First of all we are people who adore God. We adore God Who is love, Who in Jesus Christ gave Himself for us, Who offered Himself on the Cross to expiate our sins, and through the power of this love, rose from the dead and lives in His Church. We have no God other than Him! When, instead, we substitute adoration of the Lord with adoration of money, the way opens to sin, to personal interest and abuse; when one no longer adores God, the Lord, one becomes an adorer of evil, like those who live through dishonesty and violence. Your land, so beautiful, knows the signs and the consequences of this sin. The ‘ndrangheta is this: adoration of evil and disdain for the common good. We must fight this evil and expel it. We must say no!”, he exclaimed. “The Church, who is so committed to educating consciences, must make increasing efforts to ensure that good may prevail. We ask this of our boys and girls, our young people in need of hope. To be able to respond to these needs, faith can help us. Those who follow this path of evil in life, as the mafiosi do, are not in communion with God: they are excommunicated!”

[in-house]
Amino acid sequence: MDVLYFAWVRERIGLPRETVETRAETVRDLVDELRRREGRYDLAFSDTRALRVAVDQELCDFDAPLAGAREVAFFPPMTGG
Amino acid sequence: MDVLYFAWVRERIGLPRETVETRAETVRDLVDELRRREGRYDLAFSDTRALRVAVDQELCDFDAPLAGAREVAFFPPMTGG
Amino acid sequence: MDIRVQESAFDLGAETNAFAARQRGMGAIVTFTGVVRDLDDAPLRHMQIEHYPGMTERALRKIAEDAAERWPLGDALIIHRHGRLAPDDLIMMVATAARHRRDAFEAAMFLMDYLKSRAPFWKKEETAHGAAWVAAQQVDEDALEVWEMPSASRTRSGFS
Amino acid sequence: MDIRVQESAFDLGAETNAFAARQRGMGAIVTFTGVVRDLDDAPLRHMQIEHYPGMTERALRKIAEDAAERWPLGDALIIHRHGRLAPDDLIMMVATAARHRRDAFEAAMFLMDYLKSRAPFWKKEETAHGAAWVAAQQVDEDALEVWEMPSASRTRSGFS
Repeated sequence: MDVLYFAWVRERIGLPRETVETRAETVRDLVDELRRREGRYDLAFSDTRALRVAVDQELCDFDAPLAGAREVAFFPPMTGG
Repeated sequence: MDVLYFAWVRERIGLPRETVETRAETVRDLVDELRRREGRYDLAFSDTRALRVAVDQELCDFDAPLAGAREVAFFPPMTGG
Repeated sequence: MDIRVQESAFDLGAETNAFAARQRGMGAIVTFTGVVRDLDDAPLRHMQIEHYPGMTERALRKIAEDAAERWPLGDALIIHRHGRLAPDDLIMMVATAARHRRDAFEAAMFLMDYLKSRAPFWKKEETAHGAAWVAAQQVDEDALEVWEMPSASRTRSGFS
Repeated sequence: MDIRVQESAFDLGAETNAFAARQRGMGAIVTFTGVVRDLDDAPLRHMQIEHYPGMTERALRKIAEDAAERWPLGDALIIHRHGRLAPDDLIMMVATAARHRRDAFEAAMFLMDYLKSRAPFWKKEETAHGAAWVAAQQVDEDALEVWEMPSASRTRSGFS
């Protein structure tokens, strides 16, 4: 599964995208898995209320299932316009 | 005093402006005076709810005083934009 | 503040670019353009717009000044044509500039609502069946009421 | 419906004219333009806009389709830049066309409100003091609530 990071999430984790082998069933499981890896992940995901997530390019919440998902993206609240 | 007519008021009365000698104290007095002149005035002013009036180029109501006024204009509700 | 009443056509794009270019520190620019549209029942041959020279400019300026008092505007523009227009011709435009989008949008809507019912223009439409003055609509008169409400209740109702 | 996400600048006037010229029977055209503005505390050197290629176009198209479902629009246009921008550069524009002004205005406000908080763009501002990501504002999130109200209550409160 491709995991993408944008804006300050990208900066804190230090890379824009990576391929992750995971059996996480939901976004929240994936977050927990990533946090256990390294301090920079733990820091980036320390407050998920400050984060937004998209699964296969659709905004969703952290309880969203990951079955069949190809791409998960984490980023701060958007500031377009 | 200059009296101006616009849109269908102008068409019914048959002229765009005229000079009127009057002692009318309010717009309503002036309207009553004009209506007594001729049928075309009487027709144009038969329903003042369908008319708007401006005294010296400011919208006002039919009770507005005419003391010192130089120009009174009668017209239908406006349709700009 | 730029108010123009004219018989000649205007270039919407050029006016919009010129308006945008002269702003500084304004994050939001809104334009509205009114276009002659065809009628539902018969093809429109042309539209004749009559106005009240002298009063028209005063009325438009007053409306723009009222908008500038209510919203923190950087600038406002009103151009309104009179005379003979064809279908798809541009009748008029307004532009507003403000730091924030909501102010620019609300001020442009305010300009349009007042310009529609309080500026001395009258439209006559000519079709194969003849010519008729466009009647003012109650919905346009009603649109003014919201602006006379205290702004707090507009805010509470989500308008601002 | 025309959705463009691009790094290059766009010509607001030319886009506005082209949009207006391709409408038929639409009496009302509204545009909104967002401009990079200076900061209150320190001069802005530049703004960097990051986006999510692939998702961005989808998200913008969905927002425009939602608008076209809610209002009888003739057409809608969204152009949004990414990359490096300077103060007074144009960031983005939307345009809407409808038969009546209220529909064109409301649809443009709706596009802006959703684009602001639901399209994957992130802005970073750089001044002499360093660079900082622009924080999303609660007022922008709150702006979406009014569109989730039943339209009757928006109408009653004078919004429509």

How to Come Awake

18 Jun
June 18, 2014

Silhouette of a tree during an orange dusk

Most of us go through our lives, from day to day, completely asleep.

Suffering can wake us up.

You might think this story is about my friend Martin Bayne. He once had a career selling long term care insurance. Then, in 1994, he was diagnosed with early onset Parkinson’s.

It woke him up. He became an advocate for buyers of his insurance as Mr. Long Term Care. Even when he himself came to need full-time care, he didn’t give up, becoming an advocate for patients. And, now, for that pig making its way down the full length of the python, the tens of millions of baby boomers facing their own (our own) decline, decay and death, he is our advocate, our guide, and our friend.

Martin’s not alone. Michael J. Fox has done most of his best work since being diagnosed with Parkinson’s.  Mohammed Ali has had Parkinson’s for years, and Janet Reno served as Attorney General with it. They are all great examples to a new generation of sufferers, like singer Linda Ronstadt, fight trainer Freddie Roach, and basketball player Brian Grant, all of whom have “woken up” to the angels of their better natures after being diagnosed.

But you don’t need Parkinson’s to get the wake-up call. Any intimation of mortality, or infirmity, can make any of us connect our minds to our bodies and start changing.